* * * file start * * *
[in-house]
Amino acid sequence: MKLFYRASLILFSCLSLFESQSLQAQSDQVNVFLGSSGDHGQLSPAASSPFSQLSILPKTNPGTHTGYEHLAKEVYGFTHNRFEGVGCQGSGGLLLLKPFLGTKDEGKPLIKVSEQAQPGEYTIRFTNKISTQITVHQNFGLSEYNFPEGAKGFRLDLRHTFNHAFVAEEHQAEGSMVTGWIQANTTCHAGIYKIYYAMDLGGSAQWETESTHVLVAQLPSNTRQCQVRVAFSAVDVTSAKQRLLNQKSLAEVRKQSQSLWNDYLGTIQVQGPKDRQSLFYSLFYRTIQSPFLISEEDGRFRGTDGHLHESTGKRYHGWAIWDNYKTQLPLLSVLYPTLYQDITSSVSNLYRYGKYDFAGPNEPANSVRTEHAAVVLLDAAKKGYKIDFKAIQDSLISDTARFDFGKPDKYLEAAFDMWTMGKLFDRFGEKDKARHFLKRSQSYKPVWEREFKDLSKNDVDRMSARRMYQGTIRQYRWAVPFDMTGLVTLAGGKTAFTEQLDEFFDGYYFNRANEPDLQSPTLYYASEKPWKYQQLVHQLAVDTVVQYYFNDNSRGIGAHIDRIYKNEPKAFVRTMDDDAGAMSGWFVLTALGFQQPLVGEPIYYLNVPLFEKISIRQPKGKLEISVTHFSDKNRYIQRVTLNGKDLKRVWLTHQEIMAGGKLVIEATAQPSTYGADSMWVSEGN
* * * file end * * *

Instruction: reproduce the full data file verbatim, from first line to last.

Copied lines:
[in-house]
Amino acid sequence: MKLFYRASLILFSCLSLFESQSLQAQSDQVNVFLGSSGDHGQLSPAASSPFSQLSILPKTNPGTHTGYEHLAKEVYGFTHNRFEGVGCQGSGGLLLLKPFLGTKDEGKPLIKVSEQAQPGEYTIRFTNKISTQITVHQNFGLSEYNFPEGAKGFRLDLRHTFNHAFVAEEHQAEGSMVTGWIQANTTCHAGIYKIYYAMDLGGSAQWETESTHVLVAQLPSNTRQCQVRVAFSAVDVTSAKQRLLNQKSLAEVRKQSQSLWNDYLGTIQVQGPKDRQSLFYSLFYRTIQSPFLISEEDGRFRGTDGHLHESTGKRYHGWAIWDNYKTQLPLLSVLYPTLYQDITSSVSNLYRYGKYDFAGPNEPANSVRTEHAAVVLLDAAKKGYKIDFKAIQDSLISDTARFDFGKPDKYLEAAFDMWTMGKLFDRFGEKDKARHFLKRSQSYKPVWEREFKDLSKNDVDRMSARRMYQGTIRQYRWAVPFDMTGLVTLAGGKTAFTEQLDEFFDGYYFNRANEPDLQSPTLYYASEKPWKYQQLVHQLAVDTVVQYYFNDNSRGIGAHIDRIYKNEPKAFVRTMDDDAGAMSGWFVLTALGFQQPLVGEPIYYLNVPLFEKISIRQPKGKLEISVTHFSDKNRYIQRVTLNGKDLKRVWLTHQEIMAGGKLVIEATAQPSTYGADSMWVSEGN